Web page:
Organizes artifacts well

The typical faculty member is busy and often feels overwhelmed, so simplicity and ease of creating content and building it into a coherent portfolio is critical.  Faculty often talk about how they struggle with finding time to collect material, but even more so contextualizing and reflecting on it to build a bigger narrative. So an effective digital portfolio system needs to work within their busy schedules to enable them to easily upload and organize their content and then later retrieve, reflect and then contextualize the content. Most faculty members work on their teaching portfolio during downtimes after a term is completed or at year-end, so they often only have time to collect artifacts loosely and then with greater time, say during the summer, pull it together, often for yearly submission in the fall.

In our “Teachers Edition” portfolio we have some enhanced features, such faculty specific categories for storing content like statement of teaching philosophy, research, course assessment and grants and awards. We are also developing Version History functionality for faculty to organize and access previous versions of certain documents.

Flexible for sharing and presenting

Senior advisers for teaching dossiers tell us the most effective and positively viewed dossiers show evidence of continuous self-review/reflection iterations, but also input of peer reviews. So demonstrating how your teaching philosophy and practices have evolved, based on you’re your own critical reflections and input from others is critical. The ability to share and to have a multitude of portfolios being shared with different parties can dramatically save time and show commitment to your genuine development as a teacher.

Acadiate is designed around the principal of separating one’s content library from your library of portfolio’s. One can create a digital portfolio that shares very specific content with a specific audience and then enables you to track that portfolio for follow-up and document that interaction. The key is to ensure users spend as little time as possible on creating the portfolio and so more time is spent on planning it.

Content and privacy is protected

In today’s world, everyone has a heightened sense of cautiousness in protecting their identity and their property. The issue is how to protect one’s self online, but still take part in a measured and effective way to promote your career. Faculty are particularly protective of their intellectual property in their thoughts, reflections and unpublished worked, as well as their published work.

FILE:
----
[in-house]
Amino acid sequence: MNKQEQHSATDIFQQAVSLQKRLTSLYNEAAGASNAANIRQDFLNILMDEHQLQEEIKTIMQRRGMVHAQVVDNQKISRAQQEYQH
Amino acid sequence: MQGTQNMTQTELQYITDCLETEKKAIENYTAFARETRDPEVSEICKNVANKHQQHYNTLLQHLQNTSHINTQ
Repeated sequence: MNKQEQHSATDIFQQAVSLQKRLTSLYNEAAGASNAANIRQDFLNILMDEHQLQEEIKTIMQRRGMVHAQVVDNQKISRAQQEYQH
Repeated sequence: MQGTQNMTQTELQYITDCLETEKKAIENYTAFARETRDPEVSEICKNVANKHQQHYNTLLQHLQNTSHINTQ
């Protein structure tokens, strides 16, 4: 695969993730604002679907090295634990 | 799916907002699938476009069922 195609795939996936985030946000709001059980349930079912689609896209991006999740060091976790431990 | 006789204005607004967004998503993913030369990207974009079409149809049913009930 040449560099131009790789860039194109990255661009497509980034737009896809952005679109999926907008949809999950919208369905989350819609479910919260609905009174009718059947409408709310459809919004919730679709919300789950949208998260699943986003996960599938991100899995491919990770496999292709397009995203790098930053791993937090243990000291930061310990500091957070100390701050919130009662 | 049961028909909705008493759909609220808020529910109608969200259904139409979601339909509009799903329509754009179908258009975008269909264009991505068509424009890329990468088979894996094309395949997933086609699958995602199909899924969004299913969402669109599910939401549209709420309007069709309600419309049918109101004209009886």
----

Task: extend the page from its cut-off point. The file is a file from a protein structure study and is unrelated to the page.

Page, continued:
Two of the most popular online business models of the last 2 decades is online advertising and the reselling of personal data. At Acadiate we do not use either of these models and rely on paid subscribers and school sales. This ensures accounts and personal data is protected and is only shared by a user specifically choosing to share their data.

We also manage the platform using Amazon Web Services. All data is backed, protected, and scalable using the largest cloud storage network in the world.

In addition, access to your account is password protected and you have the option to password protect all digital portfolio’s you share.

Cost effective

For most users on our system, their school pays for their account to be upgraded to premium features and therefore the cost is not a factor in their decision to use Acadiate. But for some, they need to just get started and may not need all the premium functionality at the beginning.

We enable basic free accounts with full access and unlimited uploads and storage. Only when you may need additional digital portfolio showcases for sharing or accessing special resources from your institution may you feel the benefits of upgrading. You choose.

In Conclusion:

The greatest mistake faculty make in developing their teaching dossier is underestimating the time and effort it takes to develop a good portfolio. A good digital portfolio system can save you time and help you get better organized. To get started costs nothing with Acadiate. If you are a faculty member, try out your free account now, click here (https://s.acadiate.com/bpor). If you’d like to be amongst the first to get access to our special ‘teaching edition’ – let us know by sending us a quick email to [email protected].